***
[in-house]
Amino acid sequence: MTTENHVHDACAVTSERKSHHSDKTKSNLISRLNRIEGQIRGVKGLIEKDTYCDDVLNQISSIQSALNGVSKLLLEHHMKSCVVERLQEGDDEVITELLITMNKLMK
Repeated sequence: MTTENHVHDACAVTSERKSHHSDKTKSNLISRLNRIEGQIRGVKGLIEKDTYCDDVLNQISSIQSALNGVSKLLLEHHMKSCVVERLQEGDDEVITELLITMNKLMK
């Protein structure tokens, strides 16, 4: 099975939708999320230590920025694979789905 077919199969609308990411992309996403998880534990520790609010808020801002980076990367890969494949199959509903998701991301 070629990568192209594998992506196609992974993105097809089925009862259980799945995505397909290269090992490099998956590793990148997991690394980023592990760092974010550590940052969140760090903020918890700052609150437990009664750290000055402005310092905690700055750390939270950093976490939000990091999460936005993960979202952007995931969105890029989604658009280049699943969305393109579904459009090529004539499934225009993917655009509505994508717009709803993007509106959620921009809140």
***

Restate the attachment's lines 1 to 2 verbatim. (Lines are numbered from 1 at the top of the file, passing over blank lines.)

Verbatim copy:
[in-house]
Amino acid sequence: MTTENHVHDACAVTSERKSHHSDKTKSNLISRLNRIEGQIRGVKGLIEKDTYCDDVLNQISSIQSALNGVSKLLLEHHMKSCVVERLQEGDDEVITELLITMNKLMK